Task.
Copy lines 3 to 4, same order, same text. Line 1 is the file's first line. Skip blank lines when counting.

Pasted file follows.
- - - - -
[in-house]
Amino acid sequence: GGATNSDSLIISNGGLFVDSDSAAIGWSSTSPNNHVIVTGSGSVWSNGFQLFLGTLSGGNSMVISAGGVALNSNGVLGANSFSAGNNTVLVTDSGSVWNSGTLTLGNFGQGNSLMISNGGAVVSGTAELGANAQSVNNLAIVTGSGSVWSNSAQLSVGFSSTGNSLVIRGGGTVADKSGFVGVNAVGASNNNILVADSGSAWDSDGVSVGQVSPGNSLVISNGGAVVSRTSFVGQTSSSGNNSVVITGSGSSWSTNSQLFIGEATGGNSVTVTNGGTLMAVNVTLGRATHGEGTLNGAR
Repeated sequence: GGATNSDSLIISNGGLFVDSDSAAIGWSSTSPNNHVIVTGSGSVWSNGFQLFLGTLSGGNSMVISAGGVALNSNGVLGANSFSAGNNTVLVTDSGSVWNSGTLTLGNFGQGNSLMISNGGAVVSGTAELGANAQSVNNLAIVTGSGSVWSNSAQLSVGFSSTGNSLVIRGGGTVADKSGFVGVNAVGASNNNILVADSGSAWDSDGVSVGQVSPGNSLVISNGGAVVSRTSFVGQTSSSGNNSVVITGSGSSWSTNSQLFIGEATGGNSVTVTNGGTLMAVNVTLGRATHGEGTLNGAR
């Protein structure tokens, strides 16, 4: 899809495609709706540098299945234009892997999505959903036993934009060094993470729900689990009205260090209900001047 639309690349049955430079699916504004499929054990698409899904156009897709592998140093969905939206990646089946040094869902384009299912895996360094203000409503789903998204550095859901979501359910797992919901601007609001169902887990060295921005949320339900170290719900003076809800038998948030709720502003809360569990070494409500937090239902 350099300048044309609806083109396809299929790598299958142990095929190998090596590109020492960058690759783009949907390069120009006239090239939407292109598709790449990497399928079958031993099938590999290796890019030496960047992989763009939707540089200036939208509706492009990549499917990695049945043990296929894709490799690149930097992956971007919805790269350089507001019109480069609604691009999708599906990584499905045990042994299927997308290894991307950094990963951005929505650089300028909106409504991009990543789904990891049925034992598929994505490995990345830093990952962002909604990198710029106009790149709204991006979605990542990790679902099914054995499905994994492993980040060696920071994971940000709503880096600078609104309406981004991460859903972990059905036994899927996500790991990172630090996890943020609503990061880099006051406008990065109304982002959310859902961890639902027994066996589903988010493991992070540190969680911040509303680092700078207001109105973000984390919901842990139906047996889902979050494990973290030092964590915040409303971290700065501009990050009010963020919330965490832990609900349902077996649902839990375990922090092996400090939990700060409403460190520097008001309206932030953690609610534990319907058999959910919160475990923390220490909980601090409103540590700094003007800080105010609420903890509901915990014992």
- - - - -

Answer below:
Repeated sequence: GGATNSDSLIISNGGLFVDSDSAAIGWSSTSPNNHVIVTGSGSVWSNGFQLFLGTLSGGNSMVISAGGVALNSNGVLGANSFSAGNNTVLVTDSGSVWNSGTLTLGNFGQGNSLMISNGGAVVSGTAELGANAQSVNNLAIVTGSGSVWSNSAQLSVGFSSTGNSLVIRGGGTVADKSGFVGVNAVGASNNNILVADSGSAWDSDGVSVGQVSPGNSLVISNGGAVVSRTSFVGQTSSSGNNSVVITGSGSSWSTNSQLFIGEATGGNSVTVTNGGTLMAVNVTLGRATHGEGTLNGAR
């Protein structure tokens, strides 16, 4: 899809495609709706540098299945234009892997999505959903036993934009060094993470729900689990009205260090209900001047 639309690349049955430079699916504004499929054990698409899904156009897709592998140093969905939206990646089946040094869902384009299912895996360094203000409503789903998204550095859901979501359910797992919901601007609001169902887990060295921005949320339900170290719900003076809800038998948030709720502003809360569990070494409500937090239902 350099300048044309609806083109396809299929790598299958142990095929190998090596590109020492960058690759783009949907390069120009006239090239939407292109598709790449990497399928079958031993099938590999290796890019030496960047992989763009939707540089200036939208509706492009990549499917990695049945043990296929894709490799690149930097992956971007919805790269350089507001019109480069609604691009999708599906990584499905045990042994299927997308290894991307950094990963951005929505650089300028909106409504991009990543789904990891049925034992598929994505490995990345830093990952962002909604990198710029106009790149709204991006979605990542990790679902099914054995499905994994492993980040060696920071994971940000709503880096600078609104309406981004991460859903972990059905036994899927996500790991990172630090996890943020609503990061880099006051406008990065109304982002959310859902961890639902027994066996589903988010493991992070540190969680911040509303680092700078207001109105973000984390919901842990139906047996889902979050494990973290030092964590915040409303971290700065501009990050009010963020919330965490832990609900349902077996649902839990375990922090092996400090939990700060409403460190520097008001309206932030953690609610534990319907058999959910919160475990923390220490909980601090409103540590700094003007800080105010609420903890509901915990014992």